For too long, Brent Hargrave has gazed at the glass walls of the Royal Gorge Bridge and Park and dreamed.
People, of course, walked on the bridge over these sheer cliffs. Here, too, they rode gondolas, zip lines, and helicopters, and there they rafted the vertical world-cutting Arkansas River.
“All the while, I thought, ‘Dude, it would be so cool if we could do something to get visitors over the gorge,” said Hargrave, the park’s chief operating officer.
So he found himself at this convention a few years ago and thought he had found the answer: a company was launching its high-tech repulsion system. Hargrave approached the shopkeeper, who suggested a better idea.
“What you need is a via ferrata,” he told Hargrave.
To which Hargrave replied: “A via fe-what?”
A via ferrata, which in Italian means “railway”, a concept born from soldiers sailing in the Dolomites during the First World War. They planted iron bars in the mountains and used them as steps on a ladder.
The idea slowly gained traction in the outdoor recreation scene in the United States, with Colorado in 2006, when a well-traveled amateur mountaineer and welder, Chuck Kroger, took his power drill to the ledges of a peak. near his hometown of Telluride. Since then, guides have taken tourists on breathtaking and thrilling crossings.
And now comes a via ferrata for one of the state’s most spectacular landmarks, providing access to views that have until now been reserved for intruding climbers and royal hawks catching the drifts of the wind in these passages.
The Royal Gorge kicks off the guided experience this weekend, a big addition to the park’s 90th summer anniversary. And in addition to the money ($ 135 for the shorter visit, $ 165 for the longest), visitors will also need courage.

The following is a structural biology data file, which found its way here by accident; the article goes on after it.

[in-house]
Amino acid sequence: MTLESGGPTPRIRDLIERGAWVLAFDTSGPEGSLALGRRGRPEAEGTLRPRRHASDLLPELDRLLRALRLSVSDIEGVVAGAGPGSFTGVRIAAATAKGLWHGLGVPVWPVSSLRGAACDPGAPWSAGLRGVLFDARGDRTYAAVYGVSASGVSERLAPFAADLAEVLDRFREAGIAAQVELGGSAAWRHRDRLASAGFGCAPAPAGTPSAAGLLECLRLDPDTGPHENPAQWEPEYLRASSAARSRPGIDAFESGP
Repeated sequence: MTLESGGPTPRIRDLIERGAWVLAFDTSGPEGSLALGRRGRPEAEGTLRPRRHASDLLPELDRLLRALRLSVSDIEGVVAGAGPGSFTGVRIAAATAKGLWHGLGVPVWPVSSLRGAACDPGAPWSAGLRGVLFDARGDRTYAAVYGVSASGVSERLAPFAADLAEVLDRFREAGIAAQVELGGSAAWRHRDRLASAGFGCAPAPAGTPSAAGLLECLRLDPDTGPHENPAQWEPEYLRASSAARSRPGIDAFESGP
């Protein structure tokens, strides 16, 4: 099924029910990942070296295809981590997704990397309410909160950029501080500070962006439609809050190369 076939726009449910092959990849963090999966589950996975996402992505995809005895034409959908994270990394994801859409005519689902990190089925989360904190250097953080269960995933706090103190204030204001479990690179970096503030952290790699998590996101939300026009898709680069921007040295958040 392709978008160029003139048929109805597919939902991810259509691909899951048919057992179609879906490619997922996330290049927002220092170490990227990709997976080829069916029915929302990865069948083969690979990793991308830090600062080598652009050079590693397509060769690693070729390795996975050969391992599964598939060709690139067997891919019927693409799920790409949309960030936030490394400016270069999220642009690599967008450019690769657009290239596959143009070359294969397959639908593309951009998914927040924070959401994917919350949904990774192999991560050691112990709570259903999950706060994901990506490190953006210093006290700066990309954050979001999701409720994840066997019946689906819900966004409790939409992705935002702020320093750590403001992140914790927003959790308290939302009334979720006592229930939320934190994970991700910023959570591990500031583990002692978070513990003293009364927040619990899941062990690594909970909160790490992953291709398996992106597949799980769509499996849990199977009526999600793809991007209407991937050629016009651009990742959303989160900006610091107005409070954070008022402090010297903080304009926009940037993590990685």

In a taste this week, harness mountaineers fell into the wild on a thin trail, stopping on a “training route” fashioned along a rugged slab bending skyward, at some 300 feet above the canyon floor. Guide Eric McLemore asked them to always leave one of the two carabiners hooked to the steel cable while attaching the other to the next anchor. Have your foot on a rung or on granite and stay cut. “Critical,” McLemore said.
“If you mess this up, it’s your life.”
But the railroad could be trusted, the anchors and rebar were drilled 4 1/2 inches into the rock and filled with mortar, he said. “It will be many years to come, long after we are gone.”
And it is expected to be used as long as people are looking for adventure. Of course, diehard climbers north of Cañon City on the limestone formations known as Shelf Road would laugh at via ferrata – a “sanitized” attempt at the sport, they would call it.
But of the 300,000 who come to the Royal Gorge each year, of those who venture into the open air, the via ferrata could be an epic initiation.
“A truly unique introduction to rock climbing,” calls it fellow guide and avid climber, Spencer Thomson. One way to get used to the rock and the gear, “but you don’t have to worry about the more technical stuff.”
City council members knew rock climbing was popular in their area. But what were they asked to help fund at the end of last year? A via ferrata?
“It was kind of like ‘What are you talking about?’ Mayor Preston Troutman recalls. “‘Is that safe?'”
They were sure of it. And they were also told that their investment in half of the $ 675,000 project would be recouped quickly (for the rental of the park, the city received a revenue cut of $ 2.7 million last year. ).
It was an easy yes, said the mayor. “It will be the thrill of a lifetime.”
A thrill that the promoters anticipate will be sold to people around the world. Unlike Telluride and other via ferratas they’ve tried in Utah and Wyoming, the roads in the Royal Gorge tend to be vertical, straight down the cliffs. And then there is the landscape.
“Some of these opinions are simply unmatched,” said Jeremy Boswell, vice president of park operations.
They originate from an aerial walkway, spanning a ridge to a craggy throne, overlooking the large bridge above, the river below, and the damp mountains and snow-capped peaks of Sangre de Cristo beyond. And they come from the Royal Traverse, on which climbers passed after the “training track”.
Although more confident in their abilities, the exposure scared them – the rungs scaled tower-shaped outcrops, ending at the rim in less than a mile. From above, they could faintly make out someone’s remark about the bungee jumping.
” NS ! There are people there!